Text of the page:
By accepting the convention, governments are obliged to change their laws, introduce practical measures and allocate resources to create a zero tolerance zone for violence against women and domestic violence. Preventing and combating such violence is no longer a matter of goodwill but a legally binding obligation. For the first time in history, the convention makes it clear that violence against women and domestic violence can no longer be considered as a private matter but that states have an obligation to prevent violence, protect victims and punish the perpetrators. This will help victims all over Europe.
Once a country ratifies the convention, it becomes a party to the convention (or state party). This means that the state commits itself to ensure that all measures contained in the convention are duly implemented.
To give concrete examples, a party to the convention will have to take the following measures:
Put in place policies that are necessary to change attitudes, gender roles and stereotypes that make violence against women acceptable; train professionals working with victims; raise awareness of the different forms of violence and their traumatising nature; co-operate with NGOs, the media and the private sector to reach out to the public.
ensure that the needs and safety of victims are placed at the heart of all measures; set up specialised support services that provide medical assistance as well as psychological and legal counselling to victims and their children; set-up shelters in sufficient numbers and introduce free of charge round-the-clock telephone helplines.
ensure that all forms of violence against women and domestic violence are criminalised and appropriately punished; ensure that excuses on the grounds of culture, custom, religion or so-called “honour” are unacceptable for any act of violence; ensure that victims have access to special protection measures during investigation and judicial proceedings; ensure that law enforcement agencies respond immediately to calls for assistance and manage dangerous situations adequately.
adopt comprehensive and co-ordinated policies that place the rights of victims at the centre of all measures; Involve all relevant actors (government agencies, national, regional and local authorities, civil society organisations and many more) because there is not a single agency that can take on violence against women and domestic violence on its own.
Report to the body responsible for monitoring the convention on the measures taken to implement the convention.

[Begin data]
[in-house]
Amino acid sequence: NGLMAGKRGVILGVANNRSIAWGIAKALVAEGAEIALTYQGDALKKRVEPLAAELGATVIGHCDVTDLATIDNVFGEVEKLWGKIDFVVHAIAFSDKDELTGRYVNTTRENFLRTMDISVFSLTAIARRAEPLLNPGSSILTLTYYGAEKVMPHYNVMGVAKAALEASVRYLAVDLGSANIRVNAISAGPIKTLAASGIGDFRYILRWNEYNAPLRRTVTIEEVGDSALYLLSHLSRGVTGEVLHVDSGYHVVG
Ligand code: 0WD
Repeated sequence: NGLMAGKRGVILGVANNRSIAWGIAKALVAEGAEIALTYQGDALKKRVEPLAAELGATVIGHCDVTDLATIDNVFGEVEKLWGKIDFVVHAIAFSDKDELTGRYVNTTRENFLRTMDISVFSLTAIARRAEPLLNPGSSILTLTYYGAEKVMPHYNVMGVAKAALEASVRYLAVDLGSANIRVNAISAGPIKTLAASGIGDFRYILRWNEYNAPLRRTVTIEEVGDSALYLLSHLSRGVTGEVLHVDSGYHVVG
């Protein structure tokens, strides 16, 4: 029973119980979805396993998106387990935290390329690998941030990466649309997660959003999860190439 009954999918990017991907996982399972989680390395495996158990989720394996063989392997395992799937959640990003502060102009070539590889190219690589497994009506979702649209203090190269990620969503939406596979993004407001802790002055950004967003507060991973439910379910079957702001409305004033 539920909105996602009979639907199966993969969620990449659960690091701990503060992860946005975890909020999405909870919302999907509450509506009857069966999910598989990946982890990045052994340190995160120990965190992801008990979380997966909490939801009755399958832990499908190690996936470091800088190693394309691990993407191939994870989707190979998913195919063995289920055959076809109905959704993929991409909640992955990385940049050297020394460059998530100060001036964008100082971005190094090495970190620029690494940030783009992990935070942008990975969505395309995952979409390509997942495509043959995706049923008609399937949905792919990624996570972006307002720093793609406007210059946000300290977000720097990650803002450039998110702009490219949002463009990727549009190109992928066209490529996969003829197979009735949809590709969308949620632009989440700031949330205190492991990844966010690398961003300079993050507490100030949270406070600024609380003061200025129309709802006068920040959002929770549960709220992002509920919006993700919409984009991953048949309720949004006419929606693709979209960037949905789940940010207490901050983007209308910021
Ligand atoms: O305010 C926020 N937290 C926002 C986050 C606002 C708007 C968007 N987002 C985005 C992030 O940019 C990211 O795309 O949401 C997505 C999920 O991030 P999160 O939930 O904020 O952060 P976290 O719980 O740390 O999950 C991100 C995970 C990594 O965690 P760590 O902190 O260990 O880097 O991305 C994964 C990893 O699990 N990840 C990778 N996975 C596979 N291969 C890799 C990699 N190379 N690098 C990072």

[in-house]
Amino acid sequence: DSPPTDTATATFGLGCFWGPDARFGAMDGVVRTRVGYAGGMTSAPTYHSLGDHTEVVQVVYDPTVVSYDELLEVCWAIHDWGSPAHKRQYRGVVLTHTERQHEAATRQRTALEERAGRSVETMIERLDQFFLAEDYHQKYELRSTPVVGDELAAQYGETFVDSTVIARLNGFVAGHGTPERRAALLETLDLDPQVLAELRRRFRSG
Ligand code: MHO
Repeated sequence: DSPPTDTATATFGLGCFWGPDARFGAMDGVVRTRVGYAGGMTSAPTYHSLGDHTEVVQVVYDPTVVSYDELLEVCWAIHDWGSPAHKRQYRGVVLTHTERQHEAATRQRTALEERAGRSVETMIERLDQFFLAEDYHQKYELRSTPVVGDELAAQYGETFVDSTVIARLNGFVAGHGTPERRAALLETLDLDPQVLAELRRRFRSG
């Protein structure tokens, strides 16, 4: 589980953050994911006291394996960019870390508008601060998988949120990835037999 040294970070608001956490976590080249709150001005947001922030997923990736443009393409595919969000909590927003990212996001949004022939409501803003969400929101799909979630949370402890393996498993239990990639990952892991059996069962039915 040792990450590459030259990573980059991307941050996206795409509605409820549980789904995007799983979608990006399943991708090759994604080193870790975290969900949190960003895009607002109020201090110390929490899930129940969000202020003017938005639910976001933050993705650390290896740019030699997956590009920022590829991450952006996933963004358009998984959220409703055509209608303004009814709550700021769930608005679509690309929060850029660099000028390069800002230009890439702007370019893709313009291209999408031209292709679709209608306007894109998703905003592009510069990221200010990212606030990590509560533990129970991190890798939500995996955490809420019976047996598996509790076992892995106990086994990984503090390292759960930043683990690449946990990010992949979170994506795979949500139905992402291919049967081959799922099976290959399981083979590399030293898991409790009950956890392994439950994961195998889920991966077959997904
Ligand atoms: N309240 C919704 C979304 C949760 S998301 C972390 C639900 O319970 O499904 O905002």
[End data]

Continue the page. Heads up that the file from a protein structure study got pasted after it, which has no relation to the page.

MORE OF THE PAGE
The Convention will enter into force once 10 countries have ratified it. 8 out of the 10 ratifications have to come from Council of Europe member states.
This task will be carried out by a group of independent experts (GREVIO) and the Committee of the Parties representing the governments that have become party to the convention. On the basis of reports and country visits, the experts will monitor compliance with the convention and, where necessary, help governments to improve its implementation in a constructive way. The Committee of the Parties can issue recommendations to the parties under review. If need be, it can also set a date by which the party in question will have to provide information on the action it has taken to comply with the recommendation.
The objective of the convention is not to regulate in any way family life and/or family structures. The convention requires governments to ensure the safety of victims who find themselves in dangerous situations at home or are threatened by family members or partners. Neither does it contain a definition of “family”, nor does it promote a particular type of family setting. Because its aim is to address violence against women and domestic violence wherever it occurs, it does not limit its application to legally married partners but extends it to all partners, married or not, whether these are of the same or the opposite sex. The aim is to avoid excluding certain groups of victims on the basis of their marital status or sexual orientation. The convention does however seek to change mentalities to move away from gender stereotypes and sexist attitudes. Governments will need to tackle social and cultural patterns of behaviour that perpetuate and reinforce violence against women. They will need to do this by promoting a lifestyle of non-violent behaviour, respect for equality between women and men and awareness of harmful gender stereotype and traditional practices. It is only by making people understand how their everyday behaviour factors in violence against women that change can happen.